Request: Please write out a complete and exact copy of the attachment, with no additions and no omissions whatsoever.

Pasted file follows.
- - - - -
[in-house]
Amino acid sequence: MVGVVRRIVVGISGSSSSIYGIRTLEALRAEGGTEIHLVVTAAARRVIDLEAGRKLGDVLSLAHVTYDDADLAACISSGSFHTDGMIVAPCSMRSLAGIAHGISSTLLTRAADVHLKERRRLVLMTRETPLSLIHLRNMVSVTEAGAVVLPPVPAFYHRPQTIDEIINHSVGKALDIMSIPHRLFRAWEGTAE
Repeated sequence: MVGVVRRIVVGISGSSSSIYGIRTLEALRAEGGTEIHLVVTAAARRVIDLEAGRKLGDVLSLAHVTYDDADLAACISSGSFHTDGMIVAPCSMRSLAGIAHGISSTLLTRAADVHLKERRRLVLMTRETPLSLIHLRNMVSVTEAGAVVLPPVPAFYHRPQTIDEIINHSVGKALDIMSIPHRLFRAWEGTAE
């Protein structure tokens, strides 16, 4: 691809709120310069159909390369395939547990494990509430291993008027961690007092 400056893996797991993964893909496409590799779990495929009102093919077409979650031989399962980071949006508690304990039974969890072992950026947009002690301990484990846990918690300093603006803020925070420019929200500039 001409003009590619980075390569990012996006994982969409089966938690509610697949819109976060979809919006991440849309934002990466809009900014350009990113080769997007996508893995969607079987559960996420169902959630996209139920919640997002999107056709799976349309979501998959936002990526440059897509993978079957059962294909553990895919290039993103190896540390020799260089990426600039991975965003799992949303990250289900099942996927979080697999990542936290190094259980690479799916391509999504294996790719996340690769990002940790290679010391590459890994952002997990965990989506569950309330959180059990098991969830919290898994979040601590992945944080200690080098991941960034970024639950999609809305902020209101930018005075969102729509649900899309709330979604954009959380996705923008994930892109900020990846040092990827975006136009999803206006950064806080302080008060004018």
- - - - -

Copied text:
[in-house]
Amino acid sequence: MVGVVRRIVVGISGSSSSIYGIRTLEALRAEGGTEIHLVVTAAARRVIDLEAGRKLGDVLSLAHVTYDDADLAACISSGSFHTDGMIVAPCSMRSLAGIAHGISSTLLTRAADVHLKERRRLVLMTRETPLSLIHLRNMVSVTEAGAVVLPPVPAFYHRPQTIDEIINHSVGKALDIMSIPHRLFRAWEGTAE
Repeated sequence: MVGVVRRIVVGISGSSSSIYGIRTLEALRAEGGTEIHLVVTAAARRVIDLEAGRKLGDVLSLAHVTYDDADLAACISSGSFHTDGMIVAPCSMRSLAGIAHGISSTLLTRAADVHLKERRRLVLMTRETPLSLIHLRNMVSVTEAGAVVLPPVPAFYHRPQTIDEIINHSVGKALDIMSIPHRLFRAWEGTAE
């Protein structure tokens, strides 16, 4: 691809709120310069159909390369395939547990494990509430291993008027961690007092 400056893996797991993964893909496409590799779990495929009102093919077409979650031989399962980071949006508690304990039974969890072992950026947009002690301990484990846990918690300093603006803020925070420019929200500039 001409003009590619980075390569990012996006994982969409089966938690509610697949819109976060979809919006991440849309934002990466809009900014350009990113080769997007996508893995969607079987559960996420169902959630996209139920919640997002999107056709799976349309979501998959936002990526440059897509993978079957059962294909553990895919290039993103190896540390020799260089990426600039991975965003799992949303990250289900099942996927979080697999990542936290190094259980690479799916391509999504294996790719996340690769990002940790290679010391590459890994952002997990965990989506569950309330959180059990098991969830919290898994979040601590992945944080200690080098991941960034970024639950999609809305902020209101930018005075969102729509649900899309709330979604954009959380996705923008994930892109900020990846040092990827975006136009999803206006950064806080302080008060004018």